As a treat, I had arranged for a weekend away and, as expected, trains were involved.

On Friday morning, my other half and I drove to Coleshill Parkway to catch a train. Nothing too special there except that the train we ere catching was number 6233, Duchess of Sutherland, which would be whisking us up the East Coast to the city of York.

The special train arrived at 08:50 and we made our way to coach H and our allotted seats. The train left a couple of minutes later heading for Tamworth and Derby where further passengers were picked up.

About three hours after leaving Coleshill, we pulled into platform 10 at the impressive York station.

We would be rejoining the train the following day giving us around twenty fours hours in this historic city.

First port of call was the nearby National Railway Museum (NRM). Our last visit to York, as part of a “Yorkshire by Steam” holiday was on the only day of the week that the NRM was closed – great planning, eh?

Today, being a Friday, was more successful and even better the museum was fairly quiet enabling us to have a good look around the many exhibits including the record breaking Mallard.

On 3 July 1938, the A4 class locomotive Mallard raced down Stoke Bank at 126mph to set a new steam locomotive world speed record. That record still stands.

After our tour of the National Railway Museum, we made our way to where we would be spending the night, a small pub about half a mile away.

It was a hot day and Sue needed a little lie down so I left her ‘resting’ and made my way into York.

I was soon at Micklegate, one of four medieval gates to the city and ascended a flight of steps to the top of the city wall from where I commenced an anti-clockwise circuit of York.

The walls encircling the city were originally started by the Romans but just about everybody else has had a hand in their construction concluding with the Victorians. About two miles of masonry still exist.

I had been recommended an establishment called “The House of Trembling Madness” so headed there.

A good choice as the eccentric establishment had a fine choice of real ales and bottled ciders. The room in which we sat had eleven beers on tap (literally taps sticking out of the wall behind the bar) whereas another room which was being entertained by a band, had another dozen or so.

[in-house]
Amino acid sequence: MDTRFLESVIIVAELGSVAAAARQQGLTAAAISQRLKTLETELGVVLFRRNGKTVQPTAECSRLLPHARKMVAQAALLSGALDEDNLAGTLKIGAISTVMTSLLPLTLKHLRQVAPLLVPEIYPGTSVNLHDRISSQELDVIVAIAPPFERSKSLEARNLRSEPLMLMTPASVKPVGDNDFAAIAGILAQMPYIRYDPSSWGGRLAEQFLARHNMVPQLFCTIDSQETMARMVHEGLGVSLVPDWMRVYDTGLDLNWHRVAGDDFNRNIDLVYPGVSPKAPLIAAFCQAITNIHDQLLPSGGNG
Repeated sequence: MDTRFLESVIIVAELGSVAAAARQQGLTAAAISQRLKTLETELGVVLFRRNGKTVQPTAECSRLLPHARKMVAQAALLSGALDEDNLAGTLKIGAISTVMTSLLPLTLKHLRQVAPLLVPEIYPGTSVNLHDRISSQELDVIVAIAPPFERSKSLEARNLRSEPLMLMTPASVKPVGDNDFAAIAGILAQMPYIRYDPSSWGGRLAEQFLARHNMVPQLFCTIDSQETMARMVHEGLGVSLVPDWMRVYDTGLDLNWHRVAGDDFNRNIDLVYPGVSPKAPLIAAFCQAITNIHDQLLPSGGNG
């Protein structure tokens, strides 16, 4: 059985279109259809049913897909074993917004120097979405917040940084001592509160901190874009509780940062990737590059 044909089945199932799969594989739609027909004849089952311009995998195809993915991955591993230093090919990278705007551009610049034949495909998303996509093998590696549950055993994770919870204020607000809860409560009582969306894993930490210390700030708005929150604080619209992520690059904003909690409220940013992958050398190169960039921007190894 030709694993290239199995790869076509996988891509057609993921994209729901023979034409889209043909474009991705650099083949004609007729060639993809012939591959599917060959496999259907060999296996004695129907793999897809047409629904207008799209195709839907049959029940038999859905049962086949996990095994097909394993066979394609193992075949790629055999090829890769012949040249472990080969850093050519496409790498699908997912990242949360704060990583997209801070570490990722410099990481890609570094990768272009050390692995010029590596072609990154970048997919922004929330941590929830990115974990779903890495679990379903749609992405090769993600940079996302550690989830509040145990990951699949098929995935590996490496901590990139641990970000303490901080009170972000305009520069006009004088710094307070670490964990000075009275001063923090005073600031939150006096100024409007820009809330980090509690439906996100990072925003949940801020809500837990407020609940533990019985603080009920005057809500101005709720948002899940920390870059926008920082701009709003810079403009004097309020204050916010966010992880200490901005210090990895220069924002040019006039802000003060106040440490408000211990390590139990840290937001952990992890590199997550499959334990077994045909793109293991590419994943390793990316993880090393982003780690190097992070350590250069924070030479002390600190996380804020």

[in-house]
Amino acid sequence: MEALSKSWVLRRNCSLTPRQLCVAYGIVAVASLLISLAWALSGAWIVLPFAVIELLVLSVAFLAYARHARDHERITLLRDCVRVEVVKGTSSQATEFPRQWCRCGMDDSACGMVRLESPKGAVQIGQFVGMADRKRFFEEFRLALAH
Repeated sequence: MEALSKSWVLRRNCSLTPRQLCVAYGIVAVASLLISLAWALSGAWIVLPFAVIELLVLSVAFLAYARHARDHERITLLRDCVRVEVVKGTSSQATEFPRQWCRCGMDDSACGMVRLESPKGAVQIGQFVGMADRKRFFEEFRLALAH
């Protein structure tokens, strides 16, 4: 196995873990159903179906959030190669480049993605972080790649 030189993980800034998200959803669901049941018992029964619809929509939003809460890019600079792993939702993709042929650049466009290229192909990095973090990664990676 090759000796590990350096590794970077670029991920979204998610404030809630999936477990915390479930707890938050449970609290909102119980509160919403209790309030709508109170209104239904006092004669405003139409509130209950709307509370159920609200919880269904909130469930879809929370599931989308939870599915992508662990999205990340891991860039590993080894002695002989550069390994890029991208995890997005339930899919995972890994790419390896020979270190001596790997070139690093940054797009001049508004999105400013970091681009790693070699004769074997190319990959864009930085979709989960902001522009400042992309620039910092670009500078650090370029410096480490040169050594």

After a few beers (even Sue had a couple of ciders – she’s not a big drinker) and some very tasty grab, we made our way back to our lodgings.

Surprisingly, the pub in which we were staying was eerily quiet for half nine on a Friday night. In fact it was so quiet that the barman told us he would be closing the bar at ten – just time for a jar or two.

I made my way around the walls which did involve a few sections that were actually wall-less.

From the North of the city a got a great view of the Minster – a bit different from the usual shot from ground level in front of the main door.

Parts of the wall were very popular and hence busy whereas some sections I had to myself.

About an hour after starting, I was back at Micklegate.

Having “done” the walls, I made my way back to the digs for a shower and change of clothes before returning to the city with my better half for some refreshments.

After a good nights’ sleep, I was up with the larks for a pre-breakfast stroll into York.

After breakfast (with Veggie sausage and bacon) we had a couple of hours to kill before our train so jumped the open topped bus for a tour of the city. On the way around we spotted a toy show selling Charlie Bears (which Sue collects) and decided to get off on the next lap then walk back to the railway station.

One thing that we didn’t take into account (mainly because we didn’t know) was that today was York Pride and the streets were very colourful and also full in general.

There was no way we could get through the throng back from the Teddy Bears in time for the train so gave up with that idea.

Instead we just went to the station and after a relaxing Costa made our way to platform 10 to await the Duchess.

Knowing that the train would be the same as yesterday, I calculated where the engine would stop then assuming that each coach would be twenty metres long, I paced back along the platform …

Loco, two support coaches, Coaches A, B, C, D, E, no F, G and finally ours.

I picked a spot on the platform and declared, “This will be our door”

When the train arrived, we watched the loco, support coaches and the rest roll past before the door to coach H stopped less that five metres away.

Impressed? I was !
So was Sue – result.

Our train pulled out of York continuing North with Newcastle being today’s destination.

I was not as impressed with Newcastle as I was with York and I think that Sue was even less so.

I had booked a visit to the castle that was once new and after which the city is named. Sue’s Hay Fever and Asthma were playing up and the thought of climbing over one hundred steep steps to the top would not be entertained.

Instead, I climbed to the ramparts alone and was rewarded with a cracking view of the city.

The rest of the afternoon was spent walking around what is just a city centre full of the usual shops and frequented by multiple stag and hen dos before we boarded the train for the journey home.

The trip back was uneventful stopping at York, Derby and Tamworth before depositing us back at Coleshill Parkway just before midnight.

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